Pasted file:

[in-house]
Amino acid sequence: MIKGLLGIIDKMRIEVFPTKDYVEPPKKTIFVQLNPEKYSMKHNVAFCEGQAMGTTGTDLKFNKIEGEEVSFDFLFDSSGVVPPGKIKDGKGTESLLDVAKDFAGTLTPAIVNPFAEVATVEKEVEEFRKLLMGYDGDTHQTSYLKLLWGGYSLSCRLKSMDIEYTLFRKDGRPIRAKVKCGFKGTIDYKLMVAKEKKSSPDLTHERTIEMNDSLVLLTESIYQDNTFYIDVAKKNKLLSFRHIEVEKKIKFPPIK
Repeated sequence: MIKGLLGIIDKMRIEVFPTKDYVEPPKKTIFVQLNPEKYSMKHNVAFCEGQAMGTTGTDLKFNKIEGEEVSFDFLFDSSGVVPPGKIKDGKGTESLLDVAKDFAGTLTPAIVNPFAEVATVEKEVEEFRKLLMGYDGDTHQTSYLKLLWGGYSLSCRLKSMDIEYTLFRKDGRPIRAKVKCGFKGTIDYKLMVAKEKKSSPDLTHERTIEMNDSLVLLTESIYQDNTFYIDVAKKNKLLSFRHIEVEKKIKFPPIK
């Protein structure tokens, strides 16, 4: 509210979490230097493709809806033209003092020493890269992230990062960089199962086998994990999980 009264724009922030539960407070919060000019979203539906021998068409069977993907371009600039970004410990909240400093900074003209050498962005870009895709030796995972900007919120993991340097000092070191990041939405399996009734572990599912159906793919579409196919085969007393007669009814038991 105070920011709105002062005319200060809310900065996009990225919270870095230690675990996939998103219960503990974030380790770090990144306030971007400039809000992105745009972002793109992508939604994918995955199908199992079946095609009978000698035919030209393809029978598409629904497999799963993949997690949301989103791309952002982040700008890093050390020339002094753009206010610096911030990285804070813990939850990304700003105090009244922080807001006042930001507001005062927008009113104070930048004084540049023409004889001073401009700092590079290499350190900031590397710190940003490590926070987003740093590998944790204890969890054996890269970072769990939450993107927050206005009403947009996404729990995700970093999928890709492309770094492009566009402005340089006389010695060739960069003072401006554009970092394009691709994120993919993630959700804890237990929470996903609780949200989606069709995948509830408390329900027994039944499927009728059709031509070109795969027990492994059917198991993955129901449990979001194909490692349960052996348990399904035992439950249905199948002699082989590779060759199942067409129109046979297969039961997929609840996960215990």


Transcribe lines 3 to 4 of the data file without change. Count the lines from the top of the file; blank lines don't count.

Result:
Repeated sequence: MIKGLLGIIDKMRIEVFPTKDYVEPPKKTIFVQLNPEKYSMKHNVAFCEGQAMGTTGTDLKFNKIEGEEVSFDFLFDSSGVVPPGKIKDGKGTESLLDVAKDFAGTLTPAIVNPFAEVATVEKEVEEFRKLLMGYDGDTHQTSYLKLLWGGYSLSCRLKSMDIEYTLFRKDGRPIRAKVKCGFKGTIDYKLMVAKEKKSSPDLTHERTIEMNDSLVLLTESIYQDNTFYIDVAKKNKLLSFRHIEVEKKIKFPPIK
């Protein structure tokens, strides 16, 4: 509210979490230097493709809806033209003092020493890269992230990062960089199962086998994990999980 009264724009922030539960407070919060000019979203539906021998068409069977993907371009600039970004410990909240400093900074003209050498962005870009895709030796995972900007919120993991340097000092070191990041939405399996009734572990599912159906793919579409196919085969007393007669009814038991 105070920011709105002062005319200060809310900065996009990225919270870095230690675990996939998103219960503990974030380790770090990144306030971007400039809000992105745009972002793109992508939604994918995955199908199992079946095609009978000698035919030209393809029978598409629904497999799963993949997690949301989103791309952002982040700008890093050390020339002094753009206010610096911030990285804070813990939850990304700003105090009244922080807001006042930001507001005062927008009113104070930048004084540049023409004889001073401009700092590079290499350190900031590397710190940003490590926070987003740093590998944790204890969890054996890269970072769990939450993107927050206005009403947009996404729990995700970093999928890709492309770094492009566009402005340089006389010695060739960069003072401006554009970092394009691709994120993919993630959700804890237990929470996903609780949200989606069709995948509830408390329900027994039944499927009728059709031509070109795969027990492994059917198991993955129901449990979001194909490692349960052996348990399904035992439950249905199948002699082989590779060759199942067409129109046979297969039961997929609840996960215990």